Reply – Re: strategy esays
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Re: strategy esays
— by Quintivarium Quintivarium
Resources

In many ways, Spellcraft is a game of resource management.  Virtually everything in the game can be viewed as a resource.  Let me briefly discuss these resources – beginning with the most fundamental (major) resources.

1.  Power points.  Power points are, in many ways, the in-match currency of Spellcraft.  For power points, cards can be played to the board, powers invoked, or cards drawn to the hand.  As discussed in earlier essays, one of the best measures of a deck quality is how completely it utilizes power points each turn.  The goblins have done an excellent job pricing various items (like playing a card), so one who spends only three power points a turn will almost always lose to one who spends all five power points.

2.  Cards on the board.  Most cards have little direct value until they are on the board acting – minions on the board can damage the opponent, traps on the board inhibit enemy plays, etc.  Players definitely maneuver to have more (and better) cards on the board than their opponent.

3.  Cards in hand.  With few exceptions, cards cannot be played to the board before they appear in one’s hand.  More cards in hand equates to more choice and more opportunity to play multiple cards to the board (creating an advantage in cards on the board).  Hand management is an essay in itself.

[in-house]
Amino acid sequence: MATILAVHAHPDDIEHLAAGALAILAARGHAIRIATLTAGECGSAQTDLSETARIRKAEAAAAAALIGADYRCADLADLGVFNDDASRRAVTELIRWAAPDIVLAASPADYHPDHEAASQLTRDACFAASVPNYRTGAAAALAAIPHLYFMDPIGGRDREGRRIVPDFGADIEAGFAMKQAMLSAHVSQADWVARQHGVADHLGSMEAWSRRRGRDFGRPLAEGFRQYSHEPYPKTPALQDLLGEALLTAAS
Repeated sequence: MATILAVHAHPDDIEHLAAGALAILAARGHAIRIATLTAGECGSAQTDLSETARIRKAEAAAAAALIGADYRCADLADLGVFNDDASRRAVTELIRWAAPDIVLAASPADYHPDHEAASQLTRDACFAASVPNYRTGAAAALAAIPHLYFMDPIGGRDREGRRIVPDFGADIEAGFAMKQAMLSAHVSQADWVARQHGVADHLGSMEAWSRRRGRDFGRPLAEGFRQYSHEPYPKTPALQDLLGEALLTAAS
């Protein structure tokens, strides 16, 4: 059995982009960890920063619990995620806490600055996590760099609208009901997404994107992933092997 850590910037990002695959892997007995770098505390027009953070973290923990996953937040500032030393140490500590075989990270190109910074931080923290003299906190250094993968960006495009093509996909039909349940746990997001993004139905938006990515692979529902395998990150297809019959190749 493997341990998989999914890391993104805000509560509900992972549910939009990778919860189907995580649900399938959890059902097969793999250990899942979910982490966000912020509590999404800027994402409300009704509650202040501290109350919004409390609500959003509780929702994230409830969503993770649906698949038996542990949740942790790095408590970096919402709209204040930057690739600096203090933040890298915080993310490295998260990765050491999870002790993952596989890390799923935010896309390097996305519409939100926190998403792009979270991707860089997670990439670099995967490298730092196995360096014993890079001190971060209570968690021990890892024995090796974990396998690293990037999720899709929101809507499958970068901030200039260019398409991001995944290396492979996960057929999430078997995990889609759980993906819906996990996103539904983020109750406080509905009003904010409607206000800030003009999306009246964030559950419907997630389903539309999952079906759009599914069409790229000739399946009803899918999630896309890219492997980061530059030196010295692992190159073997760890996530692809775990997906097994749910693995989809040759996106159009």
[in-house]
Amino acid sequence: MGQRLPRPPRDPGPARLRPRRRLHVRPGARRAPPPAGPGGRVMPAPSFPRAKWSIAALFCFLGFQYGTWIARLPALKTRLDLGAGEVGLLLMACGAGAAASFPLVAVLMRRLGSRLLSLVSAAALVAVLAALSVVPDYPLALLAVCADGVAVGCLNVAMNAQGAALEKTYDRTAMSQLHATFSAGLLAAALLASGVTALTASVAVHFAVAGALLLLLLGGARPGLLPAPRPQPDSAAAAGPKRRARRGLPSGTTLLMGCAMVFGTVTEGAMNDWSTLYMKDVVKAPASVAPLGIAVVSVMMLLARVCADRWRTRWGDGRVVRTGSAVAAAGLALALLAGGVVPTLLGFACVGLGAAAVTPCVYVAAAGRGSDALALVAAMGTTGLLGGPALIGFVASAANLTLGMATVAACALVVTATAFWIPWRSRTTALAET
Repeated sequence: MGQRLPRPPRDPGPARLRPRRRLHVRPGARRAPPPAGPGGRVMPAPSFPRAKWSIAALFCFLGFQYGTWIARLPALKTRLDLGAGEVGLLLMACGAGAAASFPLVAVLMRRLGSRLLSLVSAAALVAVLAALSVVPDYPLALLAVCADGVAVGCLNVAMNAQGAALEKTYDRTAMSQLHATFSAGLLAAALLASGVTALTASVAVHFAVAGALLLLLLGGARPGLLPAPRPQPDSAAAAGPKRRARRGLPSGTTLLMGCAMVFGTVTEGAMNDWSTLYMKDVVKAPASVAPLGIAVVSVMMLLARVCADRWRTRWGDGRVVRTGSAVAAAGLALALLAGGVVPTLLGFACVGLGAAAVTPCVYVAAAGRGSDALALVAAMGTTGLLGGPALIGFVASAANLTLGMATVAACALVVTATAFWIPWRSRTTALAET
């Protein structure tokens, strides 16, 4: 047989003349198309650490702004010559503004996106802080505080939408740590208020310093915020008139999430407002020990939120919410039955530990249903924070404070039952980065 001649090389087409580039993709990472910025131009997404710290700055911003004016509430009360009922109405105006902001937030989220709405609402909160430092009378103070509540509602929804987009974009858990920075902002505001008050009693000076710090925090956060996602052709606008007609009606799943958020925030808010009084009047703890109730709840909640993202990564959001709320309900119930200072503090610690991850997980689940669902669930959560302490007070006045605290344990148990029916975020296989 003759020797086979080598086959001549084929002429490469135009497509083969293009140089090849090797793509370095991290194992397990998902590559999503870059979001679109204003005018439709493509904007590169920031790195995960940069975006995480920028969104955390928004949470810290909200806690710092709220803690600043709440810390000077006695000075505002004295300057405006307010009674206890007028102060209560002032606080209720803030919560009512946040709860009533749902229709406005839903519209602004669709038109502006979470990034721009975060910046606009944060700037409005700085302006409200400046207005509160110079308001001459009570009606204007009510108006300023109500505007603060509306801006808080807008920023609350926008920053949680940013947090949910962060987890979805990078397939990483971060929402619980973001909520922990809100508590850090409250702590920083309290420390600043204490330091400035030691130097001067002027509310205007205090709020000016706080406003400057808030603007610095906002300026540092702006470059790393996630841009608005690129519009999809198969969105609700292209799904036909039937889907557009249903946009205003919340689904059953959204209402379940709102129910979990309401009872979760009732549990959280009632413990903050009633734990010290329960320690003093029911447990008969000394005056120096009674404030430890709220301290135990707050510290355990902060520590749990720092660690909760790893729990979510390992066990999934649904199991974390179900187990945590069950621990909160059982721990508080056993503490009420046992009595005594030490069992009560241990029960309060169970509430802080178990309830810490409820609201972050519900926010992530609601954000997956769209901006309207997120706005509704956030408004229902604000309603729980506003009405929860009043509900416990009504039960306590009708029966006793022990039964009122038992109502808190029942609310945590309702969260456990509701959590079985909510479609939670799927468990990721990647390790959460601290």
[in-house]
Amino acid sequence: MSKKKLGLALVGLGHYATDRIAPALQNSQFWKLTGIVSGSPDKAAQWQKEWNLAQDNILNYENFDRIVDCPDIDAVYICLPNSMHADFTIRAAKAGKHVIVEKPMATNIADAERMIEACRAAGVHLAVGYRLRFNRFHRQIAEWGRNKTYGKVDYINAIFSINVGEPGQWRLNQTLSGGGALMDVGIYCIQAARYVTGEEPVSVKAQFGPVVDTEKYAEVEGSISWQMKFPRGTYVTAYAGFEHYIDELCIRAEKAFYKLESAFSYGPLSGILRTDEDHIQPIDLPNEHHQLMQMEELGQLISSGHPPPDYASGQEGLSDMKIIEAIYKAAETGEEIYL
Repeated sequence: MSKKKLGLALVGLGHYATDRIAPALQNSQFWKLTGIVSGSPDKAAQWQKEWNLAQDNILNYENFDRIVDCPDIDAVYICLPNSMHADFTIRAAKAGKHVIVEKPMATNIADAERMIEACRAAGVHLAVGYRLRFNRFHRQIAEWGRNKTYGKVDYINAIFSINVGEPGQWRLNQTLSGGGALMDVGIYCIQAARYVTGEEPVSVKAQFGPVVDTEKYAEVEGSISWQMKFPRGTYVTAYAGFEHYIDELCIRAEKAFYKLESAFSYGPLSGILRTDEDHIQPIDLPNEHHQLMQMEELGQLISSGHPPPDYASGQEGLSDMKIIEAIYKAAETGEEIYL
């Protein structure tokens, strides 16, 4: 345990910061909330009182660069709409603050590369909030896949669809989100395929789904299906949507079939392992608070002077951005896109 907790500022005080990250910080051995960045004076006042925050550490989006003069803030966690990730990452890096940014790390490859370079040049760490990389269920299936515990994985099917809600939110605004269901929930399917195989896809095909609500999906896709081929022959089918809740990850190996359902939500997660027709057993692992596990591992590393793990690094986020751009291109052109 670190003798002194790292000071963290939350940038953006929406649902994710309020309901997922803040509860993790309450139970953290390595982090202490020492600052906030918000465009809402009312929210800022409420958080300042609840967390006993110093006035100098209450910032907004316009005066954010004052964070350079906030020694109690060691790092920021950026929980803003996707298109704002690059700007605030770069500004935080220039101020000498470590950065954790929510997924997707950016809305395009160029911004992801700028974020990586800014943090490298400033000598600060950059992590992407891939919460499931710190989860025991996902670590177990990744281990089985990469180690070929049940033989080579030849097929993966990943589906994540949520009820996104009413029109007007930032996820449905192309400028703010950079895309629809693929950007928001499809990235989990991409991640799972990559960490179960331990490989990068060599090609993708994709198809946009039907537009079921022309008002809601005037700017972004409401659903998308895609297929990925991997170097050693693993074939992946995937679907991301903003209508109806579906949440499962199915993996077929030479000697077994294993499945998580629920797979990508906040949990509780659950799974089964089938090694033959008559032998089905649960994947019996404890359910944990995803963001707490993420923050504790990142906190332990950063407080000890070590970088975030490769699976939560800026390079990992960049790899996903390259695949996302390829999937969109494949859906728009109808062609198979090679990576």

4.  Life points (or player – as opposed to unit – health).  Life points are a resource that can be traded to power certain cards (dragonfish, dark secrets, etc.) or directly attacked (heatseeker).  There are certainly times when this resource can be exchanged for some greater good.

More minor resources include:

5.  Undrawn cards in deck – run out of this resource and you lose!  But I list it as minor because running out of cards is rarely a deciding factor.

6.  Cards in discard piles.  Several cards do draw upon discards – both friendly and enemy.  This is especially true for the swamp faction.  One very viable use of cloud of bats is to provide “discards” for undead giants to throw.  A few ocean and one forest card recall things from discard piles.

7.  Unit statistics.  Card health, strength, time remaining on timers, special powers, even certain unit names (e.g. “wolf”) can be viewed as a resource.

8.  Card readiness.  Only ready cards can attack or invoke certain powers.  Readiness is the primary value of cards with the quick trait or of the energize spell.

Finally, there are a few structures of the game that might also be viewed as at least quasi-resources.  These include:

9.  Attack lanes.  That there are only 5 lanes available does limit actions and requires management.

10.  Turns (or turn phases such as the attack phase).  Oh how my plans go awry because my opponent gets a turn in between mine!

11.  Space in deck.  There are many cards I do not take because I am limited to only 40 cards in a deck.  The only drawback I can think of to a card like sunken treasure is that it takes deck space I want for other cards.